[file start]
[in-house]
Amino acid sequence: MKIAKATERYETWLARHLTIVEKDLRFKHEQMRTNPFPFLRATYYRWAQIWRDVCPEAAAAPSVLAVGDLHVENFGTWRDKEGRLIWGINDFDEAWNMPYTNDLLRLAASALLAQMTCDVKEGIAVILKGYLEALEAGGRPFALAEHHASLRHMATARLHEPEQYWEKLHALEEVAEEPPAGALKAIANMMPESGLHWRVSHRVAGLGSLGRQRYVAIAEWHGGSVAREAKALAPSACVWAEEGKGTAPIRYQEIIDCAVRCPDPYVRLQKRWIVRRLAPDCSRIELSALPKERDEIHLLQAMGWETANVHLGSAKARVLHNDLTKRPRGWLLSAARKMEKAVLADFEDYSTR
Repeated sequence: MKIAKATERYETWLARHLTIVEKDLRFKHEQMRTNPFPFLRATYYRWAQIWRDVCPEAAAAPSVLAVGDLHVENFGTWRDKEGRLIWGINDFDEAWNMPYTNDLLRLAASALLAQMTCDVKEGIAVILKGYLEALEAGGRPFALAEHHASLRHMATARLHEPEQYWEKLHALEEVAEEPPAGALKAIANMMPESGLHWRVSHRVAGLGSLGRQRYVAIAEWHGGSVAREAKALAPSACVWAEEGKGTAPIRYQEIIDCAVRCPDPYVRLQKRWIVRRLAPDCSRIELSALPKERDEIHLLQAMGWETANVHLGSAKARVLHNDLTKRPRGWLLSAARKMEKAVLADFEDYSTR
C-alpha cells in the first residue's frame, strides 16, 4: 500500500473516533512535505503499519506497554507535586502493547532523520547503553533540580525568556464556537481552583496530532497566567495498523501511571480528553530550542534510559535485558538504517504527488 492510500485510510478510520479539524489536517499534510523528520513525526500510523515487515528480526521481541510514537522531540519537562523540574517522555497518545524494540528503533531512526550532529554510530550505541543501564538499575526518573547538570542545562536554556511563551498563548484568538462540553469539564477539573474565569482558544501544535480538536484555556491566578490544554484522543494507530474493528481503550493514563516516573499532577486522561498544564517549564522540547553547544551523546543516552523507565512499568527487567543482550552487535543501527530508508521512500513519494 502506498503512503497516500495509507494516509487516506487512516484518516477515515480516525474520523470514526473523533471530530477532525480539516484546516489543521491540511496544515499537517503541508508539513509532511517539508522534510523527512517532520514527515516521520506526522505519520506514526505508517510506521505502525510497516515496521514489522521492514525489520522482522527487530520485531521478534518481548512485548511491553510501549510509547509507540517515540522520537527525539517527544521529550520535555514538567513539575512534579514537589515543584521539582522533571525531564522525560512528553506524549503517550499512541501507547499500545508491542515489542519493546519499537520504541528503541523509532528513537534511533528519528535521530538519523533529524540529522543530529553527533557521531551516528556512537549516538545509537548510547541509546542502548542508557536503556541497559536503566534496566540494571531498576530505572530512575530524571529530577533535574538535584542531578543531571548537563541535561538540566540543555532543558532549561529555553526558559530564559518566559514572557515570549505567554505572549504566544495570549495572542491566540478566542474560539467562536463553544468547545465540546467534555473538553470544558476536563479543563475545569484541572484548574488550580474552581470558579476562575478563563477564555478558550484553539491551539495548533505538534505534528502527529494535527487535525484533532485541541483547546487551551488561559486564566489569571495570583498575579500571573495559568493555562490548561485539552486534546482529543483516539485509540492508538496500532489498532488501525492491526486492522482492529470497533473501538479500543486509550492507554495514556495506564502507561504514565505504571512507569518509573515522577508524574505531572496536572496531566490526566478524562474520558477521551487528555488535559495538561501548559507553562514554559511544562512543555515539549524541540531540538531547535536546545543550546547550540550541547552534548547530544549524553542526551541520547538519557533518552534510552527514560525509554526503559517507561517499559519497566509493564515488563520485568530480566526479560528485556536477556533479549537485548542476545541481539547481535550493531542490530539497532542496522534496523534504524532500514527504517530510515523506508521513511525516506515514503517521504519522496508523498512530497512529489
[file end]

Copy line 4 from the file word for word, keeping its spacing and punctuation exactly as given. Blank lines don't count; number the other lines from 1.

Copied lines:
C-alpha cells in the first residue's frame, strides 16, 4: 500500500473516533512535505503499519506497554507535586502493547532523520547503553533540580525568556464556537481552583496530532497566567495498523501511571480528553530550542534510559535485558538504517504527488 492510500485510510478510520479539524489536517499534510523528520513525526500510523515487515528480526521481541510514537522531540519537562523540574517522555497518545524494540528503533531512526550532529554510530550505541543501564538499575526518573547538570542545562536554556511563551498563548484568538462540553469539564477539573474565569482558544501544535480538536484555556491566578490544554484522543494507530474493528481503550493514563516516573499532577486522561498544564517549564522540547553547544551523546543516552523507565512499568527487567543482550552487535543501527530508508521512500513519494 502506498503512503497516500495509507494516509487516506487512516484518516477515515480516525474520523470514526473523533471530530477532525480539516484546516489543521491540511496544515499537517503541508508539513509532511517539508522534510523527512517532520514527515516521520506526522505519520506514526505508517510506521505502525510497516515496521514489522521492514525489520522482522527487530520485531521478534518481548512485548511491553510501549510509547509507540517515540522520537527525539517527544521529550520535555514538567513539575512534579514537589515543584521539582522533571525531564522525560512528553506524549503517550499512541501507547499500545508491542515489542519493546519499537520504541528503541523509532528513537534511533528519528535521530538519523533529524540529522543530529553527533557521531551516528556512537549516538545509537548510547541509546542502548542508557536503556541497559536503566534496566540494571531498576530505572530512575530524571529530577533535574538535584542531578543531571548537563541535561538540566540543555532543558532549561529555553526558559530564559518566559514572557515570549505567554505572549504566544495570549495572542491566540478566542474560539467562536463553544468547545465540546467534555473538553470544558476536563479543563475545569484541572484548574488550580474552581470558579476562575478563563477564555478558550484553539491551539495548533505538534505534528502527529494535527487535525484533532485541541483547546487551551488561559486564566489569571495570583498575579500571573495559568493555562490548561485539552486534546482529543483516539485509540492508538496500532489498532488501525492491526486492522482492529470497533473501538479500543486509550492507554495514556495506564502507561504514565505504571512507569518509573515522577508524574505531572496536572496531566490526566478524562474520558477521551487528555488535559495538561501548559507553562514554559511544562512543555515539549524541540531540538531547535536546545543550546547550540550541547552534548547530544549524553542526551541520547538519557533518552534510552527514560525509554526503559517507561517499559519497566509493564515488563520485568530480566526479560528485556536477556533479549537485548542476545541481539547481535550493531542490530539497532542496522534496523534504524532500514527504517530510515523506508521513511525516506515514503517521504519522496508523498512530497512529489